India have been the form team of the World Cup, winning all 10 games on their way to Sunday's showpiece match in Ahmedabad.
But there was controversy in the lead-up to their 70-run semi-final in over New Zealand in Mumbai after it emerged the game was being played on a Wankhede Stadium pitch already used twice before during the tournament rather than a freshly-prepared surface.
"No doubt playing on your own wicket in your own country has some advantages," Australia captain Pat Cummins told a pre-match press conference on Saturday. "But we've played a lot of cricket over here."
"We'll be ready in terms of anything they'll throw at us...we'll make sure we have some plans."
The pitch will be the same surface as the one on which India cruised to a seven-wicket pool win over Pakistan last month, when they dismissed their arch-rivals for just 191 after winning the toss.
"My understanding is it's going to be on the slower side," said India captain Rohit Sharma later Saturday.
"But we have to assess what it is like tomorrow," he added, pointing out that while there had been dew on the ground ahead of the Pakistan game, none appeared during the match itself.
"That's why I keep saying the toss is not going to be a factor, you've got to play well to win the game regardless of how well you know the conditions."
A used pitch had no major bearing on the Mumbai semi-final, with more than 700 runs scored in the game.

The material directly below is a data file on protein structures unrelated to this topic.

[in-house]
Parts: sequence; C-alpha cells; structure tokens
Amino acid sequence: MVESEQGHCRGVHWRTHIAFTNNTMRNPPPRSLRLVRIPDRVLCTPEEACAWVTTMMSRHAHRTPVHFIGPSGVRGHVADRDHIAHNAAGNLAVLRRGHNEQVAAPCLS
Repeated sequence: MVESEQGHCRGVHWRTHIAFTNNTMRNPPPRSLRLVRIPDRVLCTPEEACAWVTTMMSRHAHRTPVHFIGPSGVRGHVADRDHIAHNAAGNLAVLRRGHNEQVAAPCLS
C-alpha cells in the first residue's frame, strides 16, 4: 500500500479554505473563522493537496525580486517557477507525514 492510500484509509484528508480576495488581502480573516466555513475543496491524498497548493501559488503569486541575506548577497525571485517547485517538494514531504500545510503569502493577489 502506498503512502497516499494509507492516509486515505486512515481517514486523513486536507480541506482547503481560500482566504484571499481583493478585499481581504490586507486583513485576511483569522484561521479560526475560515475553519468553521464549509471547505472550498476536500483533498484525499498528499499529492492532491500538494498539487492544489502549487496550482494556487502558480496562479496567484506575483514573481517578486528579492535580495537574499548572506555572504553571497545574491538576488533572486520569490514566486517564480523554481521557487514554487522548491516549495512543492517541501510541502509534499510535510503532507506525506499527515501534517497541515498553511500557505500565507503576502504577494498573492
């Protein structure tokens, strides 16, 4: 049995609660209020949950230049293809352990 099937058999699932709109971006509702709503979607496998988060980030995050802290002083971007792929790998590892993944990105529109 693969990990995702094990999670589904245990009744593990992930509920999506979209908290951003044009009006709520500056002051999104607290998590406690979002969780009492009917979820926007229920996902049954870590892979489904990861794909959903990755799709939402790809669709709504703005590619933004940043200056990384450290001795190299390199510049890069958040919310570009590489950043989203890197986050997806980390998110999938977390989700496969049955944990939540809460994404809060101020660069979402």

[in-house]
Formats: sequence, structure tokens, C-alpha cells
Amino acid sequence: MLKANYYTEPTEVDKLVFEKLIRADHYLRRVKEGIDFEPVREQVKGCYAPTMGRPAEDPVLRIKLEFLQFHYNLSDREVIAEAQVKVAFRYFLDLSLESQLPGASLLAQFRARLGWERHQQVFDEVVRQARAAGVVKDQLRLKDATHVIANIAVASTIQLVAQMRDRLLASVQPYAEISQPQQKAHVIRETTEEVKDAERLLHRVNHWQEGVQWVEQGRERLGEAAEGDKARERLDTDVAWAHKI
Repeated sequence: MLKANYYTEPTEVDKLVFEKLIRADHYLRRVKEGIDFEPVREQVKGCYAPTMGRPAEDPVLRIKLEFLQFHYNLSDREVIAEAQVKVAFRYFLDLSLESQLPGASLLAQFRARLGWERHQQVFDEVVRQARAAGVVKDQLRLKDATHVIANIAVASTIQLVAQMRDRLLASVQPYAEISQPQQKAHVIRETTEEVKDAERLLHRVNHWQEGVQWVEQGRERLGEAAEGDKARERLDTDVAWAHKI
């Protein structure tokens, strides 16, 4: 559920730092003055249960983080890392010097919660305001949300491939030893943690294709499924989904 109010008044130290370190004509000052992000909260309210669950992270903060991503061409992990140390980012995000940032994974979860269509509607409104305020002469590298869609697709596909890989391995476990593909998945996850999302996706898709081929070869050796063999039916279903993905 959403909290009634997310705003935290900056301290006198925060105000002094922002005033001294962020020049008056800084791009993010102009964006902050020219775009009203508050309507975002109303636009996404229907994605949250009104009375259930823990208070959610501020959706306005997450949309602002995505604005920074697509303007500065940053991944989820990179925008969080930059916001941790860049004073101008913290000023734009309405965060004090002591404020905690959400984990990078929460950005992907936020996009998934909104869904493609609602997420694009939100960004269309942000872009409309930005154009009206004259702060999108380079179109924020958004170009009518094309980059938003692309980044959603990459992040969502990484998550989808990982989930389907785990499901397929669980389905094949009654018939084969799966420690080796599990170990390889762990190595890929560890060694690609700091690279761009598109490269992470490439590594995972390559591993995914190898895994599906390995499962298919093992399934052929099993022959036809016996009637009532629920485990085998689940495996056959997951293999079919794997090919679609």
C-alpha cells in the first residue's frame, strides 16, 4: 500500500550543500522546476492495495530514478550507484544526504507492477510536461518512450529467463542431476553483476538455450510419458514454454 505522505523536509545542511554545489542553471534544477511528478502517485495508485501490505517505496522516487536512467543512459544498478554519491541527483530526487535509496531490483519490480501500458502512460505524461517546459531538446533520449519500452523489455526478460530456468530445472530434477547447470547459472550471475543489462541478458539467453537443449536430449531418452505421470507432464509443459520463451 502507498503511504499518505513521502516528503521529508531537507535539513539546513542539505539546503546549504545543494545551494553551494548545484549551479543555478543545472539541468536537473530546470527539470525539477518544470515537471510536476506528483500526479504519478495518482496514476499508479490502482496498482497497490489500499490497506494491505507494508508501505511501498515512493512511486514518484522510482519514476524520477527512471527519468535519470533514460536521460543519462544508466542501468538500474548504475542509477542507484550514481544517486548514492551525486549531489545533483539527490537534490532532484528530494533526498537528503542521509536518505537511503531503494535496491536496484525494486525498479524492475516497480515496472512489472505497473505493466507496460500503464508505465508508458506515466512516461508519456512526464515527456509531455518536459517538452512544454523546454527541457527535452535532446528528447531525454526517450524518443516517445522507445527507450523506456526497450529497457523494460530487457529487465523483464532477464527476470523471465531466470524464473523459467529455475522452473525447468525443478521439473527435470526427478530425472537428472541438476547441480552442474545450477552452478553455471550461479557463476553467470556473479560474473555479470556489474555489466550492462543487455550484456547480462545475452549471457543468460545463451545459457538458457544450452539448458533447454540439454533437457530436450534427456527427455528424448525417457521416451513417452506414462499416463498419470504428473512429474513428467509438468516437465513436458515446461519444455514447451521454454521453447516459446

Cummins, asked if he had already seen the pitch for the final, replied: "Yeah, just had a look. It looked pretty firm...I think Pakistan played someone there!"
Used pitches generally favour spinners, with slow bowling a key component of a five-man India attack where Kuldeep Yadav and Ravindra Jadeja are expected to bowl 20 of their 50 overs on Sunday.
Australia have already won the World Cup a record five times and 30-year-old fast bowler Cummins, a member of the victorious 2015 side, was excited by having the opportunity to emulate the likes of Steve Waugh and Ricky Ponting by leading the team to another triumph.
"It would be huge," he said. "We were all kids not too long ago, watching some of those great teams win the 1999, 2003, 2007 World Cups."
He added: "To be captain would be an absolute privilege...it'd be awesome.
"It (the World Cup) has got the longest history of a world event where all the teams compete.
"You only get a shot at it every four years. So even if you have a long career, you might only play in two of these events. 2015 is still a career highlight for me, but I think tomorrow, if we win, might pip it."